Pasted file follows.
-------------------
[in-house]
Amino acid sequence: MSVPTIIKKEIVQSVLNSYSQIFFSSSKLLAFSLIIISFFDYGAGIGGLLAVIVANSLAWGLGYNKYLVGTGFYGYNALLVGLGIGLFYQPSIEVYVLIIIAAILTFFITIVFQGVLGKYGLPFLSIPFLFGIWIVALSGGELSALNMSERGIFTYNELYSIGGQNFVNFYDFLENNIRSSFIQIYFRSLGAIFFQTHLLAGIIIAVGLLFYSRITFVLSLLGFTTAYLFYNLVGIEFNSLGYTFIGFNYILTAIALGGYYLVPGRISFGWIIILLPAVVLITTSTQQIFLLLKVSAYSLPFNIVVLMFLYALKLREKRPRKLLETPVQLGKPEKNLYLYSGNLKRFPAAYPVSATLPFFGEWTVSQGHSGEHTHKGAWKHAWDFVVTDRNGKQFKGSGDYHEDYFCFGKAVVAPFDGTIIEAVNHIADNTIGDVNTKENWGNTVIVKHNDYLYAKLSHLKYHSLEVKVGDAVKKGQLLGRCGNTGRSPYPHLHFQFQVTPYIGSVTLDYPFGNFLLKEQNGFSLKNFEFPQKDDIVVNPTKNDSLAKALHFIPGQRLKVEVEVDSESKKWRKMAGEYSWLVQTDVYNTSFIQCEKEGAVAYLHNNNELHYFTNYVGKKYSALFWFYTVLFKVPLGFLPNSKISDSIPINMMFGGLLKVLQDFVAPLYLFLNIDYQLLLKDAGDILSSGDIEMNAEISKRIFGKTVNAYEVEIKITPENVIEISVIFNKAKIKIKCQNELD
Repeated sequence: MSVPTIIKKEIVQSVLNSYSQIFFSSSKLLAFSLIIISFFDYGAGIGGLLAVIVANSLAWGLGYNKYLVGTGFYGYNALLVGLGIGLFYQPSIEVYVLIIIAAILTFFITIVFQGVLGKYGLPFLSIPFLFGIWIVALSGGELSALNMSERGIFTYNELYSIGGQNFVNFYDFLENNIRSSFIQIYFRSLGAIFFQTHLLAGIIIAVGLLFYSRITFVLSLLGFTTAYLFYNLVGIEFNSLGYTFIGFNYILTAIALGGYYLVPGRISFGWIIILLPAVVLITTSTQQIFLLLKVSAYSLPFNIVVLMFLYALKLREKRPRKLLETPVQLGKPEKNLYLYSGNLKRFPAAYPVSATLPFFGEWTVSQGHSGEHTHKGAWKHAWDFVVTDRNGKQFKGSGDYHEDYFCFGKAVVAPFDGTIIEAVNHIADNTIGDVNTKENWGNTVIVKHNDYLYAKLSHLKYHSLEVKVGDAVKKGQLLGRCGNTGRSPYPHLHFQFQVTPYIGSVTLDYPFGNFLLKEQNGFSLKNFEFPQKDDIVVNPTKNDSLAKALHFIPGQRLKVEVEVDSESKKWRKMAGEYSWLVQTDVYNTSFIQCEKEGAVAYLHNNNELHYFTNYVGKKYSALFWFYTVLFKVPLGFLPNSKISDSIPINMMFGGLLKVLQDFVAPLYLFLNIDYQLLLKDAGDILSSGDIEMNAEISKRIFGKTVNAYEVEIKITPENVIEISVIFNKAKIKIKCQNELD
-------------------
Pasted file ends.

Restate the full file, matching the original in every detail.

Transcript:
[in-house]
Amino acid sequence: MSVPTIIKKEIVQSVLNSYSQIFFSSSKLLAFSLIIISFFDYGAGIGGLLAVIVANSLAWGLGYNKYLVGTGFYGYNALLVGLGIGLFYQPSIEVYVLIIIAAILTFFITIVFQGVLGKYGLPFLSIPFLFGIWIVALSGGELSALNMSERGIFTYNELYSIGGQNFVNFYDFLENNIRSSFIQIYFRSLGAIFFQTHLLAGIIIAVGLLFYSRITFVLSLLGFTTAYLFYNLVGIEFNSLGYTFIGFNYILTAIALGGYYLVPGRISFGWIIILLPAVVLITTSTQQIFLLLKVSAYSLPFNIVVLMFLYALKLREKRPRKLLETPVQLGKPEKNLYLYSGNLKRFPAAYPVSATLPFFGEWTVSQGHSGEHTHKGAWKHAWDFVVTDRNGKQFKGSGDYHEDYFCFGKAVVAPFDGTIIEAVNHIADNTIGDVNTKENWGNTVIVKHNDYLYAKLSHLKYHSLEVKVGDAVKKGQLLGRCGNTGRSPYPHLHFQFQVTPYIGSVTLDYPFGNFLLKEQNGFSLKNFEFPQKDDIVVNPTKNDSLAKALHFIPGQRLKVEVEVDSESKKWRKMAGEYSWLVQTDVYNTSFIQCEKEGAVAYLHNNNELHYFTNYVGKKYSALFWFYTVLFKVPLGFLPNSKISDSIPINMMFGGLLKVLQDFVAPLYLFLNIDYQLLLKDAGDILSSGDIEMNAEISKRIFGKTVNAYEVEIKITPENVIEISVIFNKAKIKIKCQNELD
Repeated sequence: MSVPTIIKKEIVQSVLNSYSQIFFSSSKLLAFSLIIISFFDYGAGIGGLLAVIVANSLAWGLGYNKYLVGTGFYGYNALLVGLGIGLFYQPSIEVYVLIIIAAILTFFITIVFQGVLGKYGLPFLSIPFLFGIWIVALSGGELSALNMSERGIFTYNELYSIGGQNFVNFYDFLENNIRSSFIQIYFRSLGAIFFQTHLLAGIIIAVGLLFYSRITFVLSLLGFTTAYLFYNLVGIEFNSLGYTFIGFNYILTAIALGGYYLVPGRISFGWIIILLPAVVLITTSTQQIFLLLKVSAYSLPFNIVVLMFLYALKLREKRPRKLLETPVQLGKPEKNLYLYSGNLKRFPAAYPVSATLPFFGEWTVSQGHSGEHTHKGAWKHAWDFVVTDRNGKQFKGSGDYHEDYFCFGKAVVAPFDGTIIEAVNHIADNTIGDVNTKENWGNTVIVKHNDYLYAKLSHLKYHSLEVKVGDAVKKGQLLGRCGNTGRSPYPHLHFQFQVTPYIGSVTLDYPFGNFLLKEQNGFSLKNFEFPQKDDIVVNPTKNDSLAKALHFIPGQRLKVEVEVDSESKKWRKMAGEYSWLVQTDVYNTSFIQCEKEGAVAYLHNNNELHYFTNYVGKKYSALFWFYTVLFKVPLGFLPNSKISDSIPINMMFGGLLKVLQDFVAPLYLFLNIDYQLLLKDAGDILSSGDIEMNAEISKRIFGKTVNAYEVEIKITPENVIEISVIFNKAKIKIKCQNELD